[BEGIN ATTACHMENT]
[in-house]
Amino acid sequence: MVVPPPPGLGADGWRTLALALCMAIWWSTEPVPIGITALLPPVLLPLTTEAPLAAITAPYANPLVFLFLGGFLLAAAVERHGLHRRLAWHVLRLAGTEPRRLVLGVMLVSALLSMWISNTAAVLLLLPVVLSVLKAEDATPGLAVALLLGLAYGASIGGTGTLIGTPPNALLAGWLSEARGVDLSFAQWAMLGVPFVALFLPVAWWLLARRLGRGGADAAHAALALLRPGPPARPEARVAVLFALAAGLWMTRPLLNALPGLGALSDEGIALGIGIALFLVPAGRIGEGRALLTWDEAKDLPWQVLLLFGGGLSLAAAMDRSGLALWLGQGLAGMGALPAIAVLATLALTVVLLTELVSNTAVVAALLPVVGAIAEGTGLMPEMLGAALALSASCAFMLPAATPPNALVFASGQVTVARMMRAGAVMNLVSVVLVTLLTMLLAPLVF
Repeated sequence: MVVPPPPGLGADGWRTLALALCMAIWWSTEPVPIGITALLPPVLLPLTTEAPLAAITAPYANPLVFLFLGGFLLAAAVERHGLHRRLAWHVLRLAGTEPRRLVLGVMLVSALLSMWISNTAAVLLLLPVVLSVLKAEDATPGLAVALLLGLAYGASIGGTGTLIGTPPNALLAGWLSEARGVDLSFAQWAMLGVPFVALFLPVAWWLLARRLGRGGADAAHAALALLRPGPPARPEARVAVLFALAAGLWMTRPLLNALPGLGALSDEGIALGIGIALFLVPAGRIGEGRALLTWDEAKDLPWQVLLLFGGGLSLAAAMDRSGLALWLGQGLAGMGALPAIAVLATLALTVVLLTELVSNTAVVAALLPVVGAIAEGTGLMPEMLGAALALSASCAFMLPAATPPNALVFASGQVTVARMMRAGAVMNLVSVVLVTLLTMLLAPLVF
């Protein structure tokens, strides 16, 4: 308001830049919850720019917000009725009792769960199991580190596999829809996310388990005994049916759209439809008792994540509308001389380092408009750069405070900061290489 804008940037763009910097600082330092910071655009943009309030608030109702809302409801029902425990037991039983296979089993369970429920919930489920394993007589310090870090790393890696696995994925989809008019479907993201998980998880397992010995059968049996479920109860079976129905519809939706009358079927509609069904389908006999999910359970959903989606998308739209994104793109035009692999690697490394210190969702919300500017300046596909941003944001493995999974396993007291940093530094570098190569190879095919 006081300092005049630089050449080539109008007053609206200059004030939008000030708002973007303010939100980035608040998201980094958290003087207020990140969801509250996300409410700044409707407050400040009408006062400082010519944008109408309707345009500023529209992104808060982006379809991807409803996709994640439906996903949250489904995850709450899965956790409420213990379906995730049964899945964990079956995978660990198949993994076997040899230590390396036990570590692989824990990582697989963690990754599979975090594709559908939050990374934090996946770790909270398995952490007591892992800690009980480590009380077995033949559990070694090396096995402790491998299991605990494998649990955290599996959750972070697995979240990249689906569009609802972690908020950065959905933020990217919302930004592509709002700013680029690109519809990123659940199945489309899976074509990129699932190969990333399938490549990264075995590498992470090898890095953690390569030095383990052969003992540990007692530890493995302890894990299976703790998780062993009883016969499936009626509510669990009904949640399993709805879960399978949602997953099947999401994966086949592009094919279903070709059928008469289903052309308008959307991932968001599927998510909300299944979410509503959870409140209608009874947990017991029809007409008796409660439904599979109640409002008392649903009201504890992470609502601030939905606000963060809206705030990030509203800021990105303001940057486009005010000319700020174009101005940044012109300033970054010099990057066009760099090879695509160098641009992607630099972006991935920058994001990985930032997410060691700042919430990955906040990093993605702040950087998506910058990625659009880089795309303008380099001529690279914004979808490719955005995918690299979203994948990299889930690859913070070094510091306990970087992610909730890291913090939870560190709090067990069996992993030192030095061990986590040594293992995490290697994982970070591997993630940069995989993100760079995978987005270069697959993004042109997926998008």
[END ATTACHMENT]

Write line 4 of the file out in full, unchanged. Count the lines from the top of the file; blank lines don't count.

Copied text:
């Protein structure tokens, strides 16, 4: 308001830049919850720019917000009725009792769960199991580190596999829809996310388990005994049916759209439809008792994540509308001389380092408009750069405070900061290489 804008940037763009910097600082330092910071655009943009309030608030109702809302409801029902425990037991039983296979089993369970429920919930489920394993007589310090870090790393890696696995994925989809008019479907993201998980998880397992010995059968049996479920109860079976129905519809939706009358079927509609069904389908006999999910359970959903989606998308739209994104793109035009692999690697490394210190969702919300500017300046596909941003944001493995999974396993007291940093530094570098190569190879095919 006081300092005049630089050449080539109008007053609206200059004030939008000030708002973007303010939100980035608040998201980094958290003087207020990140969801509250996300409410700044409707407050400040009408006062400082010519944008109408309707345009500023529209992104808060982006379809991807409803996709994640439906996903949250489904995850709450899965956790409420213990379906995730049964899945964990079956995978660990198949993994076997040899230590390396036990570590692989824990990582697989963690990754599979975090594709559908939050990374934090996946770790909270398995952490007591892992800690009980480590009380077995033949559990070694090396096995402790491998299991605990494998649990955290599996959750972070697995979240990249689906569009609802972690908020950065959905933020990217919302930004592509709002700013680029690109519809990123659940199945489309899976074509990129699932190969990333399938490549990264075995590498992470090898890095953690390569030095383990052969003992540990007692530890493995302890894990299976703790998780062993009883016969499936009626509510669990009904949640399993709805879960399978949602997953099947999401994966086949592009094919279903070709059928008469289903052309308008959307991932968001599927998510909300299944979410509503959870409140209608009874947990017991029809007409008796409660439904599979109640409002008392649903009201504890992470609502601030939905606000963060809206705030990030509203800021990105303001940057486009005010000319700020174009101005940044012109300033970054010099990057066009760099090879695509160098641009992607630099972006991935920058994001990985930032997410060691700042919430990955906040990093993605702040950087998506910058990625659009880089795309303008380099001529690279914004979808490719955005995918690299979203994948990299889930690859913070070094510091306990970087992610909730890291913090939870560190709090067990069996992993030192030095061990986590040594293992995490290697994982970070591997993630940069995989993100760079995978987005270069697959993004042109997926998008």